Conversation with Don Ytterberg … candidate for Colorado Senate District 16
SKY-HI DAILY NEWS
Republican Don Ytterberg is challenging Democratic incumbent Dan Gibbs for the Colorado Senate District 16 seat.
Ytterberg was approached about running for the district in January and says his family agreed it was a great opportunity.
“I am running to help Colorado’s economy and to restore fiscal responsibility to state government,” he said. “An expanding economy will provide more tax revenue, without increasing individual tax rates, allowing the state to better provide expected services.”
After working for IBM as an engineer and manager, in 1990 Ytterberg became of the owner of Swiss Lenox, a metal finishing company in Arvada. In 2000, Swiss Lenox was merged to form Advanced Surface Technologies (AST) which Ytterberg was president of until 2002. He is still a partner in the firm and is also president of Kalman Floor Co., which has been in his family since 1940 and is owned by his brother Carl. “We now have international sales and have substantially improved our profitability,” Ytterberg added.
What improvements and differences would you like to make in the Senate?
As senator, I would like to improve access to public land to permit environmentally responsible expansion of basic industries such as mining, agriculture and manufacturing. These industries typically pay higher than average wages and provide the underpinning for strong service and tourism industries.
What do you think should be done to make Interstate 70 safer and less congested?
I-70 congestion will best be solved by a combination of traditional highway construction and rail. A public-private initiative will be the best method to fund the rail system development and I support putting a proposition before the voters so that they can help direct how the state should proceed.
As a businessman do you think you could recruit more businesses into District 16 to boost the economy?
I have owed and operated several businesses and I understand the challenges faced by Colorado companies. I can help recruit businesses by improving public-private cooperation, by encouraging environmentally responsible access to public lands, by working to eliminate the business personal property tax and by protecting water use for all our industries.
What steps do you plan to take to protect the district from fire danger?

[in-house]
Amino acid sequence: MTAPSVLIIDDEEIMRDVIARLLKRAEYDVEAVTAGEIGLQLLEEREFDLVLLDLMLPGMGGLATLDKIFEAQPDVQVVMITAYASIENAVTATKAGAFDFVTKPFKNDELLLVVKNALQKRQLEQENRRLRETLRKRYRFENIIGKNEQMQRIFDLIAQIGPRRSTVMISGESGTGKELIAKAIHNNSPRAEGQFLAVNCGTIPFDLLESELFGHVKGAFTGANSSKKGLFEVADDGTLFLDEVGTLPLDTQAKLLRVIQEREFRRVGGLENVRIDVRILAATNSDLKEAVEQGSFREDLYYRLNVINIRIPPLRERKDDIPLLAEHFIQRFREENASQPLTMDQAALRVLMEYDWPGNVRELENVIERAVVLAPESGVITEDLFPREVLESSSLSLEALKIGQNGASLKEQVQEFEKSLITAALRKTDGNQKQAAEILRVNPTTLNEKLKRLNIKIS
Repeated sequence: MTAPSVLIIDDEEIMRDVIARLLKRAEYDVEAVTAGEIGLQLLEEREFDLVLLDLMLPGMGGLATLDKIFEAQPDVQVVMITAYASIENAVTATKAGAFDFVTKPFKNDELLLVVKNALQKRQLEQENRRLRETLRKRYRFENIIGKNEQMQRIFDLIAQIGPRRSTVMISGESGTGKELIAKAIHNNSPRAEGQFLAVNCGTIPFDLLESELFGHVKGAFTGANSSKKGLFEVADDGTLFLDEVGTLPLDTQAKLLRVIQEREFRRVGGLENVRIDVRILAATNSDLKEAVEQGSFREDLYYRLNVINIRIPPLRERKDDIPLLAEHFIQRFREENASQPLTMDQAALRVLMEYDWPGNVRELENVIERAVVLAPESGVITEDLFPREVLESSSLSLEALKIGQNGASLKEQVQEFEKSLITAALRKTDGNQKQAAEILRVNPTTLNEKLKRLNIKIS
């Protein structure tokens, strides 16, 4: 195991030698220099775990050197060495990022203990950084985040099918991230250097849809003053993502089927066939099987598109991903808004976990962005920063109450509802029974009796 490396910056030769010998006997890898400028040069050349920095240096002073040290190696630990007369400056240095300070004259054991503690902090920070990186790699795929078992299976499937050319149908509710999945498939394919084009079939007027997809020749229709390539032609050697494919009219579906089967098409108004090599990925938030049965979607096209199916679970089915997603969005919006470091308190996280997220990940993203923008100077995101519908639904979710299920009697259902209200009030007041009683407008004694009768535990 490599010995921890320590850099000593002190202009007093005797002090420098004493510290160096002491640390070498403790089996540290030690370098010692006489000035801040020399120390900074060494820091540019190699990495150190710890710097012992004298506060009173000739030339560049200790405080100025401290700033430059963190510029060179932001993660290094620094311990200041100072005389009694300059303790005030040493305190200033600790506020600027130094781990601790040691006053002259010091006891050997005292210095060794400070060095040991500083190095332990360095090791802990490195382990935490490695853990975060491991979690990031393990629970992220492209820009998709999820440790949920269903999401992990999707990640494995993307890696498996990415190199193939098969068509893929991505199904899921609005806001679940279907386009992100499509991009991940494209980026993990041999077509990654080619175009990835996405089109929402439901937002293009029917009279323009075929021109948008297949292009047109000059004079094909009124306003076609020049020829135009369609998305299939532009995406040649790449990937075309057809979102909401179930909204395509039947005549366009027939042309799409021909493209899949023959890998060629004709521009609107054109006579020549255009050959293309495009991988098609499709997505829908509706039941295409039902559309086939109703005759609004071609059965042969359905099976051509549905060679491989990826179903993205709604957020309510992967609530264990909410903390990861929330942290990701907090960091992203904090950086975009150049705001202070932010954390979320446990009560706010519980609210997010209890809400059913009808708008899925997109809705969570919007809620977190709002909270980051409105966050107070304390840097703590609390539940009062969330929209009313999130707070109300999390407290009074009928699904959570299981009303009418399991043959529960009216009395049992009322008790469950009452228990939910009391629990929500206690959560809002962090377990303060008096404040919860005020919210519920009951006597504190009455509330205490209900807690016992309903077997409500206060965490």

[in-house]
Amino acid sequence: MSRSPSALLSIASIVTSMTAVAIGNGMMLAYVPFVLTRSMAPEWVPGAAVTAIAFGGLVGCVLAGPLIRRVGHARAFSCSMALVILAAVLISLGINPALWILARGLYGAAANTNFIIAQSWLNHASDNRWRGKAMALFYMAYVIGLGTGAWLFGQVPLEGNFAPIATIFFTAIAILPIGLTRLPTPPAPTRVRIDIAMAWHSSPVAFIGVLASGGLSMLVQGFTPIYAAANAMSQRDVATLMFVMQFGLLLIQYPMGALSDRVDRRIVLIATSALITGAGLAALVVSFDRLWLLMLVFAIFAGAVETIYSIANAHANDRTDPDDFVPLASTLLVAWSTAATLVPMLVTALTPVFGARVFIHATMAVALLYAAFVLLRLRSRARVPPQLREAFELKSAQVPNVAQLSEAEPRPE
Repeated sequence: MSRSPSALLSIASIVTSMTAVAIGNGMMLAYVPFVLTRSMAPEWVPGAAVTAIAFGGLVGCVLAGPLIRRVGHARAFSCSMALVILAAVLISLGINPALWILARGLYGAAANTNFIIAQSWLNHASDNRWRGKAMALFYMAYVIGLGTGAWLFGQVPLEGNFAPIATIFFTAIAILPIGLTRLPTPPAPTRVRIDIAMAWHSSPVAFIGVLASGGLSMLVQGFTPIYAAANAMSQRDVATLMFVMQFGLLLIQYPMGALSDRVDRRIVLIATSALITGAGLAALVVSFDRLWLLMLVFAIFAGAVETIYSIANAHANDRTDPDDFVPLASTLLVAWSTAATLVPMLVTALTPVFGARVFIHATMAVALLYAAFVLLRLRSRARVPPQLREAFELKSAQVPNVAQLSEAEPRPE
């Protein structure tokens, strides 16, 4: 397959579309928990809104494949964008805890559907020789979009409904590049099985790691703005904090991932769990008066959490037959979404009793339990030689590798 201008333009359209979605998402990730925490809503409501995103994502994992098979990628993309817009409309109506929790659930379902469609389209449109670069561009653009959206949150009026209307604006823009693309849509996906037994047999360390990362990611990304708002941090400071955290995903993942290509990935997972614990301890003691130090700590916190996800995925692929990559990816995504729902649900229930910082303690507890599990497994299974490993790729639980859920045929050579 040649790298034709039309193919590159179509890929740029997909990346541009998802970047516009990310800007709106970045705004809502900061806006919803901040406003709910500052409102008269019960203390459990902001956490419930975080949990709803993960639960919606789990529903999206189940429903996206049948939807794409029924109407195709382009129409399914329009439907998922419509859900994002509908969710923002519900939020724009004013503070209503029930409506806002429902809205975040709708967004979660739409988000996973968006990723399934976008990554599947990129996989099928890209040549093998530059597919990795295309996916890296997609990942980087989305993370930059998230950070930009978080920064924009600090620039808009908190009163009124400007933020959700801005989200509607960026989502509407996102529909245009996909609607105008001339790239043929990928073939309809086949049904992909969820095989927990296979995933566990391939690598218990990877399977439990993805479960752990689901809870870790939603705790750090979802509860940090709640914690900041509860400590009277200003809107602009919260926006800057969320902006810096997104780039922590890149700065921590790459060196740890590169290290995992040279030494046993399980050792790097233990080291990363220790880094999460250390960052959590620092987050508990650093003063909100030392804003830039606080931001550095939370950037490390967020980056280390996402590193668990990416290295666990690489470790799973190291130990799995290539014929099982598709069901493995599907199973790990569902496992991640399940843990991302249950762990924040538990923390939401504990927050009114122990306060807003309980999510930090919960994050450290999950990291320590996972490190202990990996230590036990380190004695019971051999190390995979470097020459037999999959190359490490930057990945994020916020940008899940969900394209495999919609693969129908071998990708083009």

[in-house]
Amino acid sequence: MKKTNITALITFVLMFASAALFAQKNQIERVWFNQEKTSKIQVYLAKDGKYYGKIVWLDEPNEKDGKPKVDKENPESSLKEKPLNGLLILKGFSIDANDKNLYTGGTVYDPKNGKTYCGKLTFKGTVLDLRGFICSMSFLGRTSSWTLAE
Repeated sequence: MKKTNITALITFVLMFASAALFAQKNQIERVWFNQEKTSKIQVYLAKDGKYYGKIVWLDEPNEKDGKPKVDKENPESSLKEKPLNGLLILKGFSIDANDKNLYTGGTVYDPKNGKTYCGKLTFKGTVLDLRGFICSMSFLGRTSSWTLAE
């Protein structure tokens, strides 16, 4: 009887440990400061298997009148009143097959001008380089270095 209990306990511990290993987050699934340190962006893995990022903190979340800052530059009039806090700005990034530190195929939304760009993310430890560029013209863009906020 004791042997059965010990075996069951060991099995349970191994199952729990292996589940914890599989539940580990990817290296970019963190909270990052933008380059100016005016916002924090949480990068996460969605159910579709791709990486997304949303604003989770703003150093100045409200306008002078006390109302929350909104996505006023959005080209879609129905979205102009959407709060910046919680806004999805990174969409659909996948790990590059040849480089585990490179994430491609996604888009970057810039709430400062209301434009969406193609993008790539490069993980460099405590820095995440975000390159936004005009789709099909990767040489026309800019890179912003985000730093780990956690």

I support tax incentives for reducing fire potential by clearing around structures, spraying and removing infected pines. To re-forest with other species. I will work with the government agencies, emergency responders, business and community groups to create a statewide Emergency Preparedness Plan that includes: funding and resource allocation, routine controlled burn and cutting practices, and a state inventory of equipment to assist firefighting efforts (like bulldozers from private partner construction companies) so that tools will be available for quick response. Finally, I will seek state and federal participation to permit timber operations, including forestation practices on public lands.
What role do you plan to have on education and making sure no child is left behind?
The CSAP measures the performance of schools but is less effective as a longitudinal tool for evaluating an individual student’s learning. I would prefer to adopt a standard like the Iowa Basic Skills Test for grades K-8. This would allow us to compare our students to others across the country while also providing an insight into the effectiveness of the educational system. For high school I believe students should be evaluated on their demonstrated proficiency on final exams in all academic classes especially math, science and English classes.
Do you have any ideas on how to make health care more affordable?
I support income tax credits for individuals who purchase health insurance and for businesses that provide health care benefits. I support reducing the number of benefits mandated by Colorado insurance regulations so consumers can purchase only what they choose. I support educational programs and encourage doctors and nurses to work in rural areas and I support tort reform to reduce the cost of providing medical malpractice insurance, which drives up the cost of health care.
Do you support the Windy Gap or Moffat Firming projects? How do you feel about the possibility of more water being diverted to Denver?
The Western Slope must preserve its senior water rights to protect the agriculture and tourism industries, the general water needs of residents and the health (of) our rivers. While growth on the Front Range is certain, future planning must include a plan that balances the needs of all stakeholders. Until that balance is achieved, I do not support the Windy Gap or Moffat firming projects.
How will you lower energy costs or support energy development?
I support local drilling for natural gas, coal and oil shale and the expanded use of renewable energy alternatives such as nuclear, solar, wind and geo-thermal. I also support using pine beetle infested timber to make cellulosic ethanol and wood pellets. Cellulosic ethanol can replace corn-based ethanol, which has driven up food prices, while wood pellets provide another local source of clean fuel.
Do you think there is more room for businesses like the Confluence Energy power plant and Colorado Blue Logs in Grand County?
I enthusiastically support these businesses and others like them. With 1.5 million acres of beetle-infested wood, there are many responsibilities for responsible, partnership-based timber harvest. In addition to pellets and blue-stain wood products, I would support manufacturing of cellulosic ethanol to replace corn-based ethanol, which has driven up food prices. We need to improve access to land so we can create jobs while turning thousands of acres of extreme fire hazard into products that benefit everyone.
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